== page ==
rating: 4 of 5 stars
This book it tough to swallow as it humanizes one of the most vile people in history, Adolf Hitler. However, once I allowed myself to get into the book, I saw the genius behind Mailer’s work. If we humanize a man by seeing him through the eyes of a devil, what does that say about us? Layers and questions fill this book, making it more of a stimulating read than an informational one. Also, Mailer’s prose is incredible here. He is like a chameleon, entering an older dialect for an older tale. I knew he was great, just didn’t realize he was so diverse. A master of letters! (exclamation points add to the book’s charm. check it out.
Cormac McCarthy’s The Road is great, but that doesn’t mean I was wholly blown away by it. Sparse language and stark apocalyptic landscapes aren’t exactly new territory, and that sort of stuff doesn’t exactly get my noodle going. It’s a parlor trick of sorts that Mr. McCarthy has pulled off gracefully. The plot and style are similar to any comic book or pulp novel or B-movie from a bygone era, but the author has imbued this thin palate with a literary cognizance that raises story out of the muck and grime of a post-apocalyptic landscape.
The story follows a man and a boy walking down a road, searching for sustenance and dodging evil-doers, after the end of days. How and why the earth has been scorched into oblivion is never explained because it doesn’t need to be. Mr. McCarthy has kept as much information out of the story as possible, even going so far as to do away with contractions and other formatting niceties, like quotations marks or chapters. The message is clear: show only what is needed, nothing more. I’ll follow suit, and offer you nothing more of the plot, it would ruin the experience of reading it.
According to IMDb, Mr. McCarthy’s books have been adapted into four films so far, including last year’s Best Picture winner No Country For Old Men. The Road represents one of three more films coming out adapted from his work. I doubt the film will be very good, but it’s obvious why it would be made. The novel’s stripped down nature reads just like a screenplay. Action, action, dialogue, scene. This formula lent itself extremely well to No Country, which follows the book almost to the letter.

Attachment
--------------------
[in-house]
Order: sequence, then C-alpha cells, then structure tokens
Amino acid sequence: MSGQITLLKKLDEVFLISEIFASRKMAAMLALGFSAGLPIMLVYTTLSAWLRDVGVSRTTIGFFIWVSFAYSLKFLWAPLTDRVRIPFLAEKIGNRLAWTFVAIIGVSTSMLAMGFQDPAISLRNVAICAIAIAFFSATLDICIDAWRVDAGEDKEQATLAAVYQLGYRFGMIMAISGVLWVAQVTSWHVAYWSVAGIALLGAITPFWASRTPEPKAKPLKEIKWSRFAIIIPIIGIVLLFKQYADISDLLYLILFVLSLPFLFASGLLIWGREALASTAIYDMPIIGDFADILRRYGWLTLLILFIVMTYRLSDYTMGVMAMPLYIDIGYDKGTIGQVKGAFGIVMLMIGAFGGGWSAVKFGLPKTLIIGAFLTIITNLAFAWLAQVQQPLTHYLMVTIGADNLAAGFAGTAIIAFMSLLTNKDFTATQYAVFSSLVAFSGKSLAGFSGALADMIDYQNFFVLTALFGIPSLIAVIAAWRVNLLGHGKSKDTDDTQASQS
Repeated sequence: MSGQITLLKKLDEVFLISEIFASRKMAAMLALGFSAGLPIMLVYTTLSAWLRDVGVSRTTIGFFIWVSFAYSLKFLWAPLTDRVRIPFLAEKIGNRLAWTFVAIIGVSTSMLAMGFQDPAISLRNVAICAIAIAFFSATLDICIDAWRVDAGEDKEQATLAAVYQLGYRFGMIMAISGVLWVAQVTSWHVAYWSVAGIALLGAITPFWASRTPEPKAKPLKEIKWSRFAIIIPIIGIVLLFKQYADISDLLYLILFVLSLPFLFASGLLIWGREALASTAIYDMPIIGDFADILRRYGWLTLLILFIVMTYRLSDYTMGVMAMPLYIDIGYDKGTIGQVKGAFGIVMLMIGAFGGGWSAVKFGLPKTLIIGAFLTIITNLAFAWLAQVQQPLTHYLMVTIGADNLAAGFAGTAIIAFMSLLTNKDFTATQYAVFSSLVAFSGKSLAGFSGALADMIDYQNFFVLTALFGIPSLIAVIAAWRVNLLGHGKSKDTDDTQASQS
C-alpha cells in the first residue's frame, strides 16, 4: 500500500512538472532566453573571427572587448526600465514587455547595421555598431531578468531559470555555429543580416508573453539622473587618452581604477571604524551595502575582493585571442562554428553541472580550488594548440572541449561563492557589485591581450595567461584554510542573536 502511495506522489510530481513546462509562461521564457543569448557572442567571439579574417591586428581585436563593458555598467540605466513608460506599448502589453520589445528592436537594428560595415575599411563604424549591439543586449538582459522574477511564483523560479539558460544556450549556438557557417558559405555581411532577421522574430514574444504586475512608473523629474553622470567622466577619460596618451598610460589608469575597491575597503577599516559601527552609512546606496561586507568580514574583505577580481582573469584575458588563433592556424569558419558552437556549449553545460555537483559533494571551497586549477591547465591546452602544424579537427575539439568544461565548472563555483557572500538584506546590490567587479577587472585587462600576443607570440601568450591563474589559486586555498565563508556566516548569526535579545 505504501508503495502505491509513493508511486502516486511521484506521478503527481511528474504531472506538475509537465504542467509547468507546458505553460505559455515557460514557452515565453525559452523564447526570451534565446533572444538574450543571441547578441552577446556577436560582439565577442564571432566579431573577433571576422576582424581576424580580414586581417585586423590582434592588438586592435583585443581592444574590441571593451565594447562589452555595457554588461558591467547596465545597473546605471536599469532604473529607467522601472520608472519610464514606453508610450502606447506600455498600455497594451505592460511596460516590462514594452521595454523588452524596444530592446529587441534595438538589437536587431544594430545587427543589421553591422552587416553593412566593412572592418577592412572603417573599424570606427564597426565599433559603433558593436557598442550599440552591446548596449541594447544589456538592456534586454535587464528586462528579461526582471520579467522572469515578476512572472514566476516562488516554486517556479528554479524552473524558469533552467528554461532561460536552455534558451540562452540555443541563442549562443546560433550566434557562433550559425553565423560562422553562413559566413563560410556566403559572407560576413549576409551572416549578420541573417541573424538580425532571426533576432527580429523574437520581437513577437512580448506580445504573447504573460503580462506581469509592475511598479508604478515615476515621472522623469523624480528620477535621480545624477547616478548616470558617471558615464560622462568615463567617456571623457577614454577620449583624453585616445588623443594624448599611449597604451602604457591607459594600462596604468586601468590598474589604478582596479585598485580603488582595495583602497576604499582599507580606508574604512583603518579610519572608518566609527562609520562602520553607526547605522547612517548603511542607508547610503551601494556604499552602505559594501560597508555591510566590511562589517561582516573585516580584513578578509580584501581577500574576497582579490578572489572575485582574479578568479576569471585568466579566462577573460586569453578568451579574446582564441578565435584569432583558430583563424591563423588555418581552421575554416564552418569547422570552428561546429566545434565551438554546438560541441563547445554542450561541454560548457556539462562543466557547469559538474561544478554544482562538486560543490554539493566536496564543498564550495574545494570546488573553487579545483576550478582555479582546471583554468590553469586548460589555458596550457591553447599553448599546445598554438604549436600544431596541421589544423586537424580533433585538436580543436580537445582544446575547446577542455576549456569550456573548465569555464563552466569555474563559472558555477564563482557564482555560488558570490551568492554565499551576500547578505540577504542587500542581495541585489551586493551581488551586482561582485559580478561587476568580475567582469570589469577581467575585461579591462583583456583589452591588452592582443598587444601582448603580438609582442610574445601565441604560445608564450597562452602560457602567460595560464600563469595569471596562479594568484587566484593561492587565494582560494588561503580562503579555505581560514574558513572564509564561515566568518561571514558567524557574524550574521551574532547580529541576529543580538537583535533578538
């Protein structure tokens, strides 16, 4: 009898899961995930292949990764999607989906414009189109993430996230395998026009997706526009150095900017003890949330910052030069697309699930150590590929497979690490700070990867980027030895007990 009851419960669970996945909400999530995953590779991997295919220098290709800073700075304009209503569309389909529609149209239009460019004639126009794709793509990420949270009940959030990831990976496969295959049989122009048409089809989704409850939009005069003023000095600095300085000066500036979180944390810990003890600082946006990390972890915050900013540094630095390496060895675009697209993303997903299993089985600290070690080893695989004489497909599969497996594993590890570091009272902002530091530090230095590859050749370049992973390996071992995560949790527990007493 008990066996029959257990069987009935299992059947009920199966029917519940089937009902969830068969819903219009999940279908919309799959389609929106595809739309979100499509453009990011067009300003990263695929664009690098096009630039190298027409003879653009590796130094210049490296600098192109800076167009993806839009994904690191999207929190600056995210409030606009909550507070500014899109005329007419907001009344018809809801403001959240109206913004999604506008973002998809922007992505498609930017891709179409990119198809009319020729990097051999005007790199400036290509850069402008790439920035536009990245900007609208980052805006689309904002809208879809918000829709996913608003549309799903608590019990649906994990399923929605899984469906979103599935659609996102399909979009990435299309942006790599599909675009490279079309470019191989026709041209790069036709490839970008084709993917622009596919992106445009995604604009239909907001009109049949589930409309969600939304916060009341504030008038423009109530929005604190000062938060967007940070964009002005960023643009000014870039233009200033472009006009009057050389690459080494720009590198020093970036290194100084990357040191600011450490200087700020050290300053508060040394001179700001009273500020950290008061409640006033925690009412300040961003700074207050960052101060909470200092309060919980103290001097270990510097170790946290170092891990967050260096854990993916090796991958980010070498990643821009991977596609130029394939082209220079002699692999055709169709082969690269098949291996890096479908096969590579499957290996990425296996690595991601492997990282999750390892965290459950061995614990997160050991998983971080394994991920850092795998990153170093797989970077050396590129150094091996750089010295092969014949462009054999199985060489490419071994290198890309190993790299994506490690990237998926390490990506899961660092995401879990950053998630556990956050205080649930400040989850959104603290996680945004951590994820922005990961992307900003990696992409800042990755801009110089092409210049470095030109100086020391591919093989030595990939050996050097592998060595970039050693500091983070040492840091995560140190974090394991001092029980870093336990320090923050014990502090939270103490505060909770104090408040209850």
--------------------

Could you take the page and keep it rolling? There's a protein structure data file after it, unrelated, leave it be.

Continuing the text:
But this book is very different. There is no chase. There is nothing to strive for. Ultimately, there seems to be no reason to live in this non-world that the author has drawn up for us, which is why this book has mystified readers since its release. Is it a great read? Yes. Is it anything more than that? No. Do I recommend it? Hell yes.
rating: 3 of 5 stars I have to say I enjoyed this goofy little romp. Sure, it’s inane, but for some reason I couldn’t put it down. I think Chris Elliot is sending a message to us to not take ourselves so darn seriously. Message recieved loud a clear cabin boy.
This beast of a book has been following me around lately. It all started when I had the bright idea to make a horror film, but couldn’t come u p with, ya know, plots or characters or those things you need to get some decent writing done. I don’t want to reveal my diabolical plans just yet, but I can tell you that I’ve been fascinated by zombies lately. I’d really love to get to know them better, get inside their heads (though I bet they’d want into my cranium more).
Anyway, killing time in the graphic novel section at B&N last week, I happened upon this tome of murderous tales. So far it’s tons of fun. Most of the comics I’ve read so far have been from 1950–1955, and while none have literally terrified me, they certainly have been quite entertaining. The one that will be toughest to top in this book is “Hitler’s Head” by Don Heck (and co.). It tells the tale of a decorated Nazi laying low in South America after the war who is haunted by the ghost of Hitler and his Army of demons. From the beginning right down to it’s head-scratcher of an ending it is truly fascinating. It is grizzly, but not gruesome. Plus, it’s easy enough to cheer on Nazi on Nazi action. Read on…